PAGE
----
Things only get worse as the reviewer points out how all of the actors are undeniably older than their characters before going into gratuitous, borderline thirsty detail about it.

They describe the film’s tonal disconnect as something you can’t not notice “between the essentially innocent, borderline-pubescent nature of the leading characters and the film itself, and the more confident and mature vibes emanating from the leading actors,” and pointed out the director’s efforts in “trying to keep the hormones at bay” but failing since it seems like the actors are one googly eyes moment from everything going down the route of a porno.

And as a cherry on top of all this, the reviewer wraps everything up by declaring Lost City of Gold as “committed to projecting a pre-sexualized version of youth, while throbbing unacknowledged beneath the surface is something a bit more real, its presence rigorously ignored.

Good god, dude.

Never thought I would see the words “hormones” and “throbbing” in a Dora the Explorer review.

The only reaction.

For a film that’s clearly aimed at children, the reviewer definitely didn’t think of the children when they wrote this “review” and there’s no objective way I can possibly defend this monstrosity without getting locked up in jail.

Now if you’ll excuse me, I need a long, cold shower to wash away the unsavoury feeling that this Dora the Explorer “review” has left me with. If you really, really want to read the whole thing, you can do it here but I suggest you just avoid it unless you want to feel gross for the rest of the day.

Seth Rogen, Jonah Hill And Many Others Owe Their Fame To Judd Apatow's Revenge

Judd Apatow found Seth Rogen and his buddies but pettiness made them into who they are now.

Of the many TV shows that were cancelled too early, Freaks and Geeks is one that hurts the most. Created by Judd Apatow and Paul Feig for NBC, and starring fresh faced unknowns like Seth Rogen, Lina Cardellini, James Franco, and Jason Segel, it was agonisingly cut short after one season of brutally honest yet funny high school shenanigans.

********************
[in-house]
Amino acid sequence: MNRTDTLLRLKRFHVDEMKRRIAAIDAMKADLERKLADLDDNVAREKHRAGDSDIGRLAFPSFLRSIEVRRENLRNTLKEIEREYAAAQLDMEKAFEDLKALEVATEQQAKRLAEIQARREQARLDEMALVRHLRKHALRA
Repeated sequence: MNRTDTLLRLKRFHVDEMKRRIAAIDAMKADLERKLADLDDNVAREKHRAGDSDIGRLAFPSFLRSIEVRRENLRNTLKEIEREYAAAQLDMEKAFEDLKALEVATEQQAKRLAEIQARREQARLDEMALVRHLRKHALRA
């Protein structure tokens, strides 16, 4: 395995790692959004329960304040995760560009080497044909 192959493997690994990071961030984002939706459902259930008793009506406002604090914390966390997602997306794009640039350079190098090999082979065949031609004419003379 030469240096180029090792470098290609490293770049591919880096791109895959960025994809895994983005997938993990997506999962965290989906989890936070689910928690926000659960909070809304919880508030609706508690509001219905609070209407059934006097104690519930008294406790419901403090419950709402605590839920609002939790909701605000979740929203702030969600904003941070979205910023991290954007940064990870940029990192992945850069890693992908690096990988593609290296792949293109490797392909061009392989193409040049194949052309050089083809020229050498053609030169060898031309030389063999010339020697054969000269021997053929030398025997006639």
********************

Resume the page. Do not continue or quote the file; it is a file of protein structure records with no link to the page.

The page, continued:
Everyone on that show has since become huge stars in their own right and have been in some massive blockbusters, but the seeds of their eventual rise to fame were all planted early on by Judd.

Not because he likes them or anything (though that is one part of it) but because he was out for pure revenge on NBC.

You want your revenge served cold or freezing?

Speaking at the 2014 PaleyFest, Apatow admitted that everything he’s done in his career was “revenge for the people who canceled Freaks and Geeks.” While this may seem like a bit of a joke, there’s some merit to it.

Judd’s first big hit was 40 Year Old Virgin and he has since parlayed that success into making the careers of his Freaks and Geeks cast. His follow up film to Virgin was Knocked Up, which starred Seth alongside a heap of other Freaks and Geeks cast members and their buddies, and it was an even bigger hit than Virgin.

In fact, all of the films directed by Judd have had at least one Freaks and Geeks cast member in it in some capacity, which is definitely not a coincidence.

…Is it because I like Coldplay?

Beyond his own films, Judd also used his producing power to get films by his Freaks and Geeks cast made that would’ve otherwise been thrown in the trash by other studios.

There was Seth’s Superbad (which starred launched the career of his buddy Jonah Hill) and Pineapple Express (which revitalised James Franco’s career), Jason’s Forgetting Sarah Marshall, and Paul’s Bridesmaids. One gets the feeling that Judd couldn’t care less if all these films flopped, just as long as the NBC suit who cancelled Freaks and Geeks was brought to tears.

Judd ultimately won (and is still winning) his super-petty rampage of revenge because not only did all those aforementioned movies become smash hits but nearly all of his Freaks and Geeks cast are huge stars because of it. Hell, Seth is in The Lion King, Linda is in Dead To Me, and Jonah has two frigging Oscar nominations. That’s some good revenging right there.

So next time you see watch a Seth Rogen or Jonah Hill film, just know that this was all possible because Judd Apatow just wanted to make the NBC executive who cancelled his TV show cry.